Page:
Restaurants surround Mayor, not surprising given the plaza’s tourist population even at 9 a.m. rivals the number of bronze caballeros in the city. What did surprise was the freshness of the shrimp, octopus, sausage, peppers, croquettes and other enticements artfully arranged in taberna windows. It was all we could do not to re-indulge. But no — onward to visitor-crammed el Palacio Real, through the royally trim Jardines de Sabatini, up to the Plaza de Espana, along the perimeter of Parque de la Montana and through the tranquil rose garden there, up the hill to Plaza de la Moncloa, back along the Gran Via toward Puerta del Sol and our home square, Plaza de Santa Ana. We walked for four or five hours, and though clouds threatened, not a drop christened us.

Ravenous now, we explored Santa Ana in search of a bite. Last evening, in our sleep-deprived haze, we bumbled into the modern Vinoteca Barbechera for croquettas, gambas y tortilla before succumbing to weariness. Today, we opted for Cerverzería Aleman’s terraza seating (outdoor, on the square) where we enjoyed a basic but welcome ensalada mixto, delectable aceitunas (olives), a crusty bocadillo de jamón ibérico y queso manchego (ham and cheese on baguette) and patatas fritas (addictive potato chips served at every taberna). Beer and wine in hand, we were set to linger — but alas the sky darkened and finally discharged. Relatively warm and dry beneath our terrace umbrella, we ate, drank and heartily sympathized with the luckless souls around us as they ducked, scrambled, scattered and otherwise fled the deluge. Many were unsuccessful, but most accepted the drenching with good humor, including our waiter, who warmed up to us as the temperature fell. “I am sorry so much,” he said. “This crazy weather.” We paid our tab and headed up for a siesta.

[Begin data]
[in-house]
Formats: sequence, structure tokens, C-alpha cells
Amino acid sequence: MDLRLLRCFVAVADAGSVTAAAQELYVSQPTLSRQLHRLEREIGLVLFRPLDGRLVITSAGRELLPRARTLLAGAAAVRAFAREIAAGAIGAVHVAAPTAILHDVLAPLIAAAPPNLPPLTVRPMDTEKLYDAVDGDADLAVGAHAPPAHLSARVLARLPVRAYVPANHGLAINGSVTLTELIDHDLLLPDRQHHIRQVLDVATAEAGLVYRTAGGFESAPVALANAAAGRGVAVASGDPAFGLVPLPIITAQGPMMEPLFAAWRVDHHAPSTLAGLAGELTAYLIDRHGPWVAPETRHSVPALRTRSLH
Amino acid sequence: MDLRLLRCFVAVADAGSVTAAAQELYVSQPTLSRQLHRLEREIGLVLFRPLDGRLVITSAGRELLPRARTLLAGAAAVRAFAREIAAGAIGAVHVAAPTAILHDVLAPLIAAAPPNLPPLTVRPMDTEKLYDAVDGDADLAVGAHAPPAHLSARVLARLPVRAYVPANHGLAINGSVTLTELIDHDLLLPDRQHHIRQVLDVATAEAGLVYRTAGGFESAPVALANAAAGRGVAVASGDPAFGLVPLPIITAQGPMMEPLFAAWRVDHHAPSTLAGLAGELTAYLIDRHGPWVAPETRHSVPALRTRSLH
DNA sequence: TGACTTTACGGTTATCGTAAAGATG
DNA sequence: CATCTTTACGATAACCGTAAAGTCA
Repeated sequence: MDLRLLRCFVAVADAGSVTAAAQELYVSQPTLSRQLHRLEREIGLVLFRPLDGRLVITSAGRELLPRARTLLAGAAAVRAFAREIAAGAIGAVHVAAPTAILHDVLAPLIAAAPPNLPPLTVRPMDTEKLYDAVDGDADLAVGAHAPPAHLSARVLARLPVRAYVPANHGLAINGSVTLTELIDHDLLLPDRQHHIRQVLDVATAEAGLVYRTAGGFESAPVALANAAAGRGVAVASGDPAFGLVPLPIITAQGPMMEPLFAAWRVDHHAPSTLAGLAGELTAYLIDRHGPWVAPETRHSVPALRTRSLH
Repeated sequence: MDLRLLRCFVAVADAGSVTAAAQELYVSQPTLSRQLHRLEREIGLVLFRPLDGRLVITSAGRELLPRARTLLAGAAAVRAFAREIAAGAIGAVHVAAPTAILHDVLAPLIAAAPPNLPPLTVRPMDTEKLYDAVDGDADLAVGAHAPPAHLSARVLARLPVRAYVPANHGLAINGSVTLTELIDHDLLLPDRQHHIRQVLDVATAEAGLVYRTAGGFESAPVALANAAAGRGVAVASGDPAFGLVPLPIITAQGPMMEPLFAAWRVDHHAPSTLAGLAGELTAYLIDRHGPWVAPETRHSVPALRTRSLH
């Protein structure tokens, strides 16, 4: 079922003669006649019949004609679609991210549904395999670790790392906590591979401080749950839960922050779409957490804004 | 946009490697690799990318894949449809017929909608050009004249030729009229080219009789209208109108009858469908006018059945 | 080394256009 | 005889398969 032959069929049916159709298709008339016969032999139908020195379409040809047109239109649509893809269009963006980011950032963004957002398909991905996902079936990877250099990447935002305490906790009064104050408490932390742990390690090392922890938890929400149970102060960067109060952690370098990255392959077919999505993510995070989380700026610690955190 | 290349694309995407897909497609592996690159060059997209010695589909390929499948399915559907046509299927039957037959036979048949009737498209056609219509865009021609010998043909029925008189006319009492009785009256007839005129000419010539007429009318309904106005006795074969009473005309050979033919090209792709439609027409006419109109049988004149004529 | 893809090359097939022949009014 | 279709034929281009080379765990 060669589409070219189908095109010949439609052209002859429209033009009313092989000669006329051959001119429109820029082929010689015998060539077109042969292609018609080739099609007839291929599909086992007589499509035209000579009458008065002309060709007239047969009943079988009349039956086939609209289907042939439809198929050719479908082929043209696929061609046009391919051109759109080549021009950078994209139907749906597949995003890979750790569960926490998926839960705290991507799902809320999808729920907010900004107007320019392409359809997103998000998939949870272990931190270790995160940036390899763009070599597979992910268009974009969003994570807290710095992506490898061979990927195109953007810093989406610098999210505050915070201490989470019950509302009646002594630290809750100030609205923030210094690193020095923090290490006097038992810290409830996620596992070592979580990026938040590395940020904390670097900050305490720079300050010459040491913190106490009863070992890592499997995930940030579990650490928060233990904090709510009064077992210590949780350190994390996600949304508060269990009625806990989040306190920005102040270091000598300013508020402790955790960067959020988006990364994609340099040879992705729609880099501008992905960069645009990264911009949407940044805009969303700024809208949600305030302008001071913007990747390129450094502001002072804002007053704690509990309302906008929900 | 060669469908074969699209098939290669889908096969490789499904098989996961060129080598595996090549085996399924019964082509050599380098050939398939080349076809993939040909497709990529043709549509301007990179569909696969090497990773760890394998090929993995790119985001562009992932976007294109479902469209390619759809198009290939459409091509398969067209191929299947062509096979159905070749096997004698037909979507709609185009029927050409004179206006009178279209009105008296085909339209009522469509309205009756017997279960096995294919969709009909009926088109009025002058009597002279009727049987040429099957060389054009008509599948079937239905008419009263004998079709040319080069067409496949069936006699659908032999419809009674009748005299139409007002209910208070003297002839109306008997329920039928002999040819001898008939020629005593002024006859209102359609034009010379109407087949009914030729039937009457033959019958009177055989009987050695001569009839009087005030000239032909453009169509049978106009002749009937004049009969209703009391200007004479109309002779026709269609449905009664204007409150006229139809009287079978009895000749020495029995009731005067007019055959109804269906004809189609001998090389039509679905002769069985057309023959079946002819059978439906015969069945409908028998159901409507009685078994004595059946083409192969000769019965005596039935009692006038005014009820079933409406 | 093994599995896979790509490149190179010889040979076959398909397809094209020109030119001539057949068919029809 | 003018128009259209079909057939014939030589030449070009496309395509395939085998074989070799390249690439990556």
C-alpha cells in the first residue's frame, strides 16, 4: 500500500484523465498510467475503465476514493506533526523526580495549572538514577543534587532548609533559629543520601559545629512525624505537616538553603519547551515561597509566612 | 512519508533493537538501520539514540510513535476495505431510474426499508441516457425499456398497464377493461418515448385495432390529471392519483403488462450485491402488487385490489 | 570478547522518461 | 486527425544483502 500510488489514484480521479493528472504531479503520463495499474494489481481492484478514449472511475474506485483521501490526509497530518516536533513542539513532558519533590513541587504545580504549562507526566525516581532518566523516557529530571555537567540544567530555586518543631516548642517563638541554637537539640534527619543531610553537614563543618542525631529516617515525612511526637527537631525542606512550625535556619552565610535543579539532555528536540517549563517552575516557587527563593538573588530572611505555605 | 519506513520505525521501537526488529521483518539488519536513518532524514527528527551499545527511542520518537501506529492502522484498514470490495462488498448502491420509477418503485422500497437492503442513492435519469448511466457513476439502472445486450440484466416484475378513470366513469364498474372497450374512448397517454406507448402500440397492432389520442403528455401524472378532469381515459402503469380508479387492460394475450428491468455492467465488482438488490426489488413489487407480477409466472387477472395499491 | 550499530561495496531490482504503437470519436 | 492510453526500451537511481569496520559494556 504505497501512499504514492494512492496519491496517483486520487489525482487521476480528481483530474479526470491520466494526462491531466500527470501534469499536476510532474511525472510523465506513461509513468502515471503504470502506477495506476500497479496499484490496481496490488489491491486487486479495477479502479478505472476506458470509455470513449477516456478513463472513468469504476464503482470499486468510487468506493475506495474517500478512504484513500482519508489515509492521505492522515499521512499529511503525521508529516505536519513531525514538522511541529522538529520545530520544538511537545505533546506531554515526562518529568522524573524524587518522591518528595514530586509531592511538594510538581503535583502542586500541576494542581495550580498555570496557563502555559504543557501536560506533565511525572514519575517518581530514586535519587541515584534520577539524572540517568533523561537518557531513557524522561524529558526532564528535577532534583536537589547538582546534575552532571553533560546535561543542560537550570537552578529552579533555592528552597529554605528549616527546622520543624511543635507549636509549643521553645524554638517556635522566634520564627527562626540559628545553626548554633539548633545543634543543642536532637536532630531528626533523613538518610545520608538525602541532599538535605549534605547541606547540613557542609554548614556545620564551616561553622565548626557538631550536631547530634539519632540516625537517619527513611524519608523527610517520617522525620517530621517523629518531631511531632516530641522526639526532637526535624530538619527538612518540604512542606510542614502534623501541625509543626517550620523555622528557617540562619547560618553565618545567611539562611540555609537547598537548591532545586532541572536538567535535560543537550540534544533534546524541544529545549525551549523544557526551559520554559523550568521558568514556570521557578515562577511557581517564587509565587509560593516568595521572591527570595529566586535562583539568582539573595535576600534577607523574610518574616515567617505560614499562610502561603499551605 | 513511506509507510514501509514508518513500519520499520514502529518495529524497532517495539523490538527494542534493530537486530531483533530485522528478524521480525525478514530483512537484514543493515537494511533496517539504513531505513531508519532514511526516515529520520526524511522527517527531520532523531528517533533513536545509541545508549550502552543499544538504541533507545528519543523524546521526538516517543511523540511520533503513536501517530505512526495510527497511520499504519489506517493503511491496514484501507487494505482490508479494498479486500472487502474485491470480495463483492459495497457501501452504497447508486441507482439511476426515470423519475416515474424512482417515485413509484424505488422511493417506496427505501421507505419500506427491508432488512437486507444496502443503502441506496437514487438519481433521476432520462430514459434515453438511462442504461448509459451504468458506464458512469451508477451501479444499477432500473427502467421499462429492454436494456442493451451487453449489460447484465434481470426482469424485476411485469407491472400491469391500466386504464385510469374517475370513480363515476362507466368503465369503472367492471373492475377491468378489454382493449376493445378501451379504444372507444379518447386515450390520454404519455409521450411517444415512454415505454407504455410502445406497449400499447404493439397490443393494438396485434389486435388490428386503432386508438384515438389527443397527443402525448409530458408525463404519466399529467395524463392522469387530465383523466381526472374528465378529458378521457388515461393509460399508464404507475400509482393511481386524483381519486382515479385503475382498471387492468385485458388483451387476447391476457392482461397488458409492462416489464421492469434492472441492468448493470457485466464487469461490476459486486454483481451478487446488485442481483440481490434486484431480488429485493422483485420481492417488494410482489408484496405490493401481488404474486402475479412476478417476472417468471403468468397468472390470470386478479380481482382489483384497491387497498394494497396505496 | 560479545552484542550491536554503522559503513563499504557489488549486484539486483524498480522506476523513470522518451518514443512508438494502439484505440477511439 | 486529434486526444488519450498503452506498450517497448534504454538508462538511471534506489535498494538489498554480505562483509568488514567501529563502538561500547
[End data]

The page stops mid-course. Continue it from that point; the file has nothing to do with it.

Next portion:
At 11-ish, our appetites spurred us out into the night with the rest of Madrid and its tourist onslaught. Holy week or is this typical? The cervecerías ringing Santa Ana overflowed, so we cut up a side street and happened on Guru, a quiet Indian restaurant with an open table. We started with a prawn flatbread called a puree and buttery vegetable pakura accompanied by a spicy-salty chile paste, a creamy mint sauce and sliced onions. Sizzling chicken tikka and a mild, savory aloo gobi rounded out our modest midnight meal and sent us home satisfied if not raving. We’ll happily try this place again, but for now it’s back to the pork — and whatever else awaits.